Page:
The following is the text of a Fraud Alert sent by LAWPRO to Ontario Lawyers today June 17, 2010. Lawyers in Saskatchewan were the targets of this same fraud in May, and I expect lawyers in other provinces are being targeted as well.
Several lawyers have contacted LAWPRO over the last few weeks to advise us they have been the targets of a spousal support collection scam involving a collaborative family law agreement. One Ontario lawyer was successfully duped by this fraud.
We decided to send a warning to the profession as this fraud appears to be targeting many lawyers and the people behind it are very persistent and convincing.
The email communications from these fraudsters have reasonably good spelling and grammar in them. The background details provided appear to be legitimate, including information about residing in Ontario in the past, the ex-husband’s current and past employment etc. The fraudster will provide what appears to be legitimate identification (e.g. a U.S. state driver’s licence) and say he/she is residing overseas at present. The fraudster will readily sign and return a retainer agreement and promise to pay for required work at regular hourly rates. Note, on these frauds there is no promise of a huge contingency – one of the usual red flags of a fraud.
It appears likely that the same people are behind these fraud attempts as the text of the email messages and the collaborative family law agreement sent to each lawyer are more or less identical, save and except for the amount of arrears and the names of the husband, wife and their respective lawyers.
Typical fraudulent email
In several cases, the text of the initial email was as follows:
Subject: Request for Legal Representation.
Attn: [lawyer’s first and last name]
My name is [wife’s name]. I am a contacting your firm in regards to a divorce settlement with my ex husband [husband’s name] who resides in your jurisdiction. I am currently on assignment in [Hong Kong or Japan or China]. We had an out of court agreement (Collaborative Law Agreement) for him to pay [amounts ranging from $350,000-$900,000] plus legal fees. He has only paid me [amounts ranging from $30,000-$150,000] since then.
I am hereby seeking your firm to assist me in collecting the balance from him. He has agreed already to pay me the balance but it is my belief that a Law firm like yours is needed to help me collect payment from my ex-husband or litigate this matter if he fails to pay as promised.
Wife’s first and last name
Fraudsters follow through
Sending a reply to the initial email triggers a quick reply from the fraudster that includes more background on the couple’s relationship and a copy of a collaborative family law agreement. Most of the terms of the agreement look reasonable and it is drafted to appear that two lawyers assisted in its preparation. A copy of one of those agreements is available here.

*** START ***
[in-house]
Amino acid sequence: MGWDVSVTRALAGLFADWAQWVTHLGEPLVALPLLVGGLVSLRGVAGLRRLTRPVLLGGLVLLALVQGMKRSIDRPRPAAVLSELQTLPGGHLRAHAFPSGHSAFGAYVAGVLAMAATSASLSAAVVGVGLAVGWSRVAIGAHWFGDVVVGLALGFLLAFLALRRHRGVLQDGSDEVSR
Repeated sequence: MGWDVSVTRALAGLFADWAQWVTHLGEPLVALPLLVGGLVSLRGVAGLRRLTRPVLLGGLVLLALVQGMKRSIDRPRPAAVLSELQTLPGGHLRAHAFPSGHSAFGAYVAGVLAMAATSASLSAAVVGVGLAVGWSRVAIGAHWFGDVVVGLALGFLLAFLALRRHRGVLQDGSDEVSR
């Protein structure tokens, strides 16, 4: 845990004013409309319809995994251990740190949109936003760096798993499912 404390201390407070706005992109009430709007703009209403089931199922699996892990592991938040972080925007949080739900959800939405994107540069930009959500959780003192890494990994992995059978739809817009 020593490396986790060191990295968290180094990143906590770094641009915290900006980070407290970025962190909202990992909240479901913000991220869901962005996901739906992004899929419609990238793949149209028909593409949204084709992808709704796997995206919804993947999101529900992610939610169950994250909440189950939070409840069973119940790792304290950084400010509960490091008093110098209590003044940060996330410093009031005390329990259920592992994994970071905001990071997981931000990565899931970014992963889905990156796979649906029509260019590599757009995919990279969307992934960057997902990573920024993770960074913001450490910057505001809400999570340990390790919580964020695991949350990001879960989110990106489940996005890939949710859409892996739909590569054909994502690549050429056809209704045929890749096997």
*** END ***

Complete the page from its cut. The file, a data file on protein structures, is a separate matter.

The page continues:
Within a day or two of getting the agreement there is another message indicating the ex-husband is willing to make payment, and one or more cheques arrive shortly thereafter. The lawyer is then pressed to wire the monies offshore.
Please proceed with caution if you receive an email message asking you to assist with the collection of spousal support arrears.
Many lawyers are not replying or acknowledging these messages when they are clearly attempted frauds. In cases where it is unclear, lawyers are replying with requests for identification and more details about the client’s current whereabouts and past circumstances of the relationship. They are also explicitly indicating that they will not proceed with work unless they have a signed retainer agreement and have received payment of a retainer.
The information and identification provided by the fraudster can look legitimate, but there likely will be minor inconsistencies or things that don’t add up. The fraudsters’ reply will include a promise to pay the requested retainer. However, when the payment from the ex-husband shows up, usually a day or two later, the fraudster then says take the retainer from money the husband sent.
If there are things that don’t add up, ask further questions and have the client explain any inconsistencies. Do the terms of the agreement look proper and complete? If the agreement provided to you has the names of lawyers in it, check whether they are called to the bar in the appropriate jurisdiction. This recent post on the AvoidAClaim blog has links to provincial, territorial and U.S. state lawyer licensing databases.
If you receive what appears to be a certified cheque or bank draft, contact the issuing bank to confirm that they in fact issued the cheque before you deposit it in your trust account. Even if the issuing bank confirms the cheque is legitimate, do not immediately release or wire funds to the client. Cheques sent to a U.S bank can take a week and sometimes significantly longer to clear.
If you have been targeted by one of these frauds please advise Dan Pinnington (firstname.lastname@example.org) or call 416-598-5863.
Be on guard as holiday approaches
In the past fraudsters have been particularly active in the days before long weekends and other holidays. Presumably this is to take advantage of circumstances when lawyers and law firms staff will be busy or more distracted with other things. Please be cautious as in light of any interruptions to banking services that may occur due to the G20 Summit and as we approach the Canada Day Holiday.
Please see further information in the Keep your guard up! More sophisticated cheque scams targeting lawyers article from the most recent issue of LAWPRO Magazine. Further fraud prevention information and resources are available on the practicePRO Fraud page (www.practicepro.ca/fraud) , including the Fraud Fact Sheet, a handy reference for lawyers and law firm staff that describes the common frauds and the red flags that can help identify them.
Cross posted on Slaw.ca